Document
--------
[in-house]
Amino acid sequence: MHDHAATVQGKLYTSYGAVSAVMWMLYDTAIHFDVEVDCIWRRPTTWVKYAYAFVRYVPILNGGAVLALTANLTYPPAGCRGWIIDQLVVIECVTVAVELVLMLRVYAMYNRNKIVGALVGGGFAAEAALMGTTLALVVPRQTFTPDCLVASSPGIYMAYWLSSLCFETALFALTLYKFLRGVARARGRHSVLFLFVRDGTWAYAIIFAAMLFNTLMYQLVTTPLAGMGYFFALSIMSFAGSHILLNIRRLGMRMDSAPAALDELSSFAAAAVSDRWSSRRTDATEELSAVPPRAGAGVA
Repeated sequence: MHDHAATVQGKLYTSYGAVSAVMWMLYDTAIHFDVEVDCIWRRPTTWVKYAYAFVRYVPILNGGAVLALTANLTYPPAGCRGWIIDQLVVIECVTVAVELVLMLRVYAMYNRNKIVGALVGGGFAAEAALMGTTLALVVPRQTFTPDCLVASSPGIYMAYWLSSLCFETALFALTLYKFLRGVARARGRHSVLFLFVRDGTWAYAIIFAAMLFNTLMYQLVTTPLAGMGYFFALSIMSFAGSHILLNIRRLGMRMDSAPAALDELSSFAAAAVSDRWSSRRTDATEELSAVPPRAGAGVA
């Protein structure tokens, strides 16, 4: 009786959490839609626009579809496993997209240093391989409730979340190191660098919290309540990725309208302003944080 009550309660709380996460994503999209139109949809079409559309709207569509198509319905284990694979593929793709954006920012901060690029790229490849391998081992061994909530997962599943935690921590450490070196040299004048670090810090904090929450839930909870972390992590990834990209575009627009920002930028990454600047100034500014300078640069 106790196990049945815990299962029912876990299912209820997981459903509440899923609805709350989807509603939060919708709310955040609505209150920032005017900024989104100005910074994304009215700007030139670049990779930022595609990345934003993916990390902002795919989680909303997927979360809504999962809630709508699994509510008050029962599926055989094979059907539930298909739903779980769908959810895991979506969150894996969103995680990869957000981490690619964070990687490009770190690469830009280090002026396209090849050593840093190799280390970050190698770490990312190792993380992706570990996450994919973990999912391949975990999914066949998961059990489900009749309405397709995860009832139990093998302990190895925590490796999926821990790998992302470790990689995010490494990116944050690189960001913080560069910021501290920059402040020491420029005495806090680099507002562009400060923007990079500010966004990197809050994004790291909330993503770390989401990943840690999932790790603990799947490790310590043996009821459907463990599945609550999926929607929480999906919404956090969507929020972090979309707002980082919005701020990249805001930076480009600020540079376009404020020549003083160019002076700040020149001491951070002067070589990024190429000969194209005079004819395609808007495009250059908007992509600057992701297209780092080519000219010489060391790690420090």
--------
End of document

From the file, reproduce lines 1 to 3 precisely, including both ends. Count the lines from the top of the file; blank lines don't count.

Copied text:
[in-house]
Amino acid sequence: MHDHAATVQGKLYTSYGAVSAVMWMLYDTAIHFDVEVDCIWRRPTTWVKYAYAFVRYVPILNGGAVLALTANLTYPPAGCRGWIIDQLVVIECVTVAVELVLMLRVYAMYNRNKIVGALVGGGFAAEAALMGTTLALVVPRQTFTPDCLVASSPGIYMAYWLSSLCFETALFALTLYKFLRGVARARGRHSVLFLFVRDGTWAYAIIFAAMLFNTLMYQLVTTPLAGMGYFFALSIMSFAGSHILLNIRRLGMRMDSAPAALDELSSFAAAAVSDRWSSRRTDATEELSAVPPRAGAGVA
Repeated sequence: MHDHAATVQGKLYTSYGAVSAVMWMLYDTAIHFDVEVDCIWRRPTTWVKYAYAFVRYVPILNGGAVLALTANLTYPPAGCRGWIIDQLVVIECVTVAVELVLMLRVYAMYNRNKIVGALVGGGFAAEAALMGTTLALVVPRQTFTPDCLVASSPGIYMAYWLSSLCFETALFALTLYKFLRGVARARGRHSVLFLFVRDGTWAYAIIFAAMLFNTLMYQLVTTPLAGMGYFFALSIMSFAGSHILLNIRRLGMRMDSAPAALDELSSFAAAAVSDRWSSRRTDATEELSAVPPRAGAGVA